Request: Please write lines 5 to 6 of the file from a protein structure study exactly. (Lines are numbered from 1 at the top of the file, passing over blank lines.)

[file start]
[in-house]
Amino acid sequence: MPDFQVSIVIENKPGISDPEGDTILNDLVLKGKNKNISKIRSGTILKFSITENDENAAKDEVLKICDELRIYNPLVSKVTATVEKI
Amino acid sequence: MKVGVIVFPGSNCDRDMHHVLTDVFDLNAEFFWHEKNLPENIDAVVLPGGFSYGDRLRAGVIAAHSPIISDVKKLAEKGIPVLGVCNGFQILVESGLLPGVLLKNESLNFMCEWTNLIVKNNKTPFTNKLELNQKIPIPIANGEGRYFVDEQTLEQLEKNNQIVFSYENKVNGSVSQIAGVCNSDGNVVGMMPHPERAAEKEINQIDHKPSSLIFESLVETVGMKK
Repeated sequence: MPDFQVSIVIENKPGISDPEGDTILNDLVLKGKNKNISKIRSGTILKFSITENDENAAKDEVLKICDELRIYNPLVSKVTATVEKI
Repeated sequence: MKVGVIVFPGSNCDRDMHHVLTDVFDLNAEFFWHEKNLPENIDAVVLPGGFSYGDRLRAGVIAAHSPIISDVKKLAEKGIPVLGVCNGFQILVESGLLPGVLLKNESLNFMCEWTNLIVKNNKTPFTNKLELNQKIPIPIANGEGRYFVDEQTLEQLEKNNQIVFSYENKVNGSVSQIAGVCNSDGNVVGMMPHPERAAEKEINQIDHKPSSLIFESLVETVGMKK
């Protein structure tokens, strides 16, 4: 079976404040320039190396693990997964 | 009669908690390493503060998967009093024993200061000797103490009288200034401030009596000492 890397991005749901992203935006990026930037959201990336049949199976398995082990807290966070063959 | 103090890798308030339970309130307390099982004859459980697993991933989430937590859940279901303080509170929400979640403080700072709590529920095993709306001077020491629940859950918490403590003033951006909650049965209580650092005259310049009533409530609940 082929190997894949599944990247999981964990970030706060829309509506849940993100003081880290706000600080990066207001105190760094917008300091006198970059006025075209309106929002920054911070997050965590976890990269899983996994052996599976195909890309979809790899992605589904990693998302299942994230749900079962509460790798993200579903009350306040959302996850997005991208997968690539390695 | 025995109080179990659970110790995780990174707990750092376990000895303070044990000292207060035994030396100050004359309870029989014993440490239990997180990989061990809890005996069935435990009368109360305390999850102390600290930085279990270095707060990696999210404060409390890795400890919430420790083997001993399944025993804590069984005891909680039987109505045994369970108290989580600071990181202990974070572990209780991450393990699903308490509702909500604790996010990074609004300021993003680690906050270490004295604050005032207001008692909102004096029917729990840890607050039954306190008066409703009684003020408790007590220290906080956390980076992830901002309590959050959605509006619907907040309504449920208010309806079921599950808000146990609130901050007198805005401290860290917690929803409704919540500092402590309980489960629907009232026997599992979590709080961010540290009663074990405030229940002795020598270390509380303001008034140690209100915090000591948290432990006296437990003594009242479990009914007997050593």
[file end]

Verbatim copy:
Repeated sequence: MKVGVIVFPGSNCDRDMHHVLTDVFDLNAEFFWHEKNLPENIDAVVLPGGFSYGDRLRAGVIAAHSPIISDVKKLAEKGIPVLGVCNGFQILVESGLLPGVLLKNESLNFMCEWTNLIVKNNKTPFTNKLELNQKIPIPIANGEGRYFVDEQTLEQLEKNNQIVFSYENKVNGSVSQIAGVCNSDGNVVGMMPHPERAAEKEINQIDHKPSSLIFESLVETVGMKK
């Protein structure tokens, strides 16, 4: 079976404040320039190396693990997964 | 009669908690390493503060998967009093024993200061000797103490009288200034401030009596000492 890397991005749901992203935006990026930037959201990336049949199976398995082990807290966070063959 | 103090890798308030339970309130307390099982004859459980697993991933989430937590859940279901303080509170929400979640403080700072709590529920095993709306001077020491629940859950918490403590003033951006909650049965209580650092005259310049009533409530609940 082929190997894949599944990247999981964990970030706060829309509506849940993100003081880290706000600080990066207001105190760094917008300091006198970059006025075209309106929002920054911070997050965590976890990269899983996994052996599976195909890309979809790899992605589904990693998302299942994230749900079962509460790798993200579903009350306040959302996850997005991208997968690539390695 | 025995109080179990659970110790995780990174707990750092376990000895303070044990000292207060035994030396100050004359309870029989014993440490239990997180990989061990809890005996069935435990009368109360305390999850102390600290930085279990270095707060990696999210404060409390890795400890919430420790083997001993399944025993804590069984005891909680039987109505045994369970108290989580600071990181202990974070572990209780991450393990699903308490509702909500604790996010990074609004300021993003680690906050270490004295604050005032207001008692909102004096029917729990840890607050039954306190008066409703009684003020408790007590220290906080956390980076992830901002309590959050959605509006619907907040309504449920208010309806079921599950808000146990609130901050007198805005401290860290917690929803409704919540500092402590309980489960629907009232026997599992979590709080961010540290009663074990405030229940002795020598270390509380303001008034140690209100915090000591948290432990006296437990003594009242479990009914007997050593």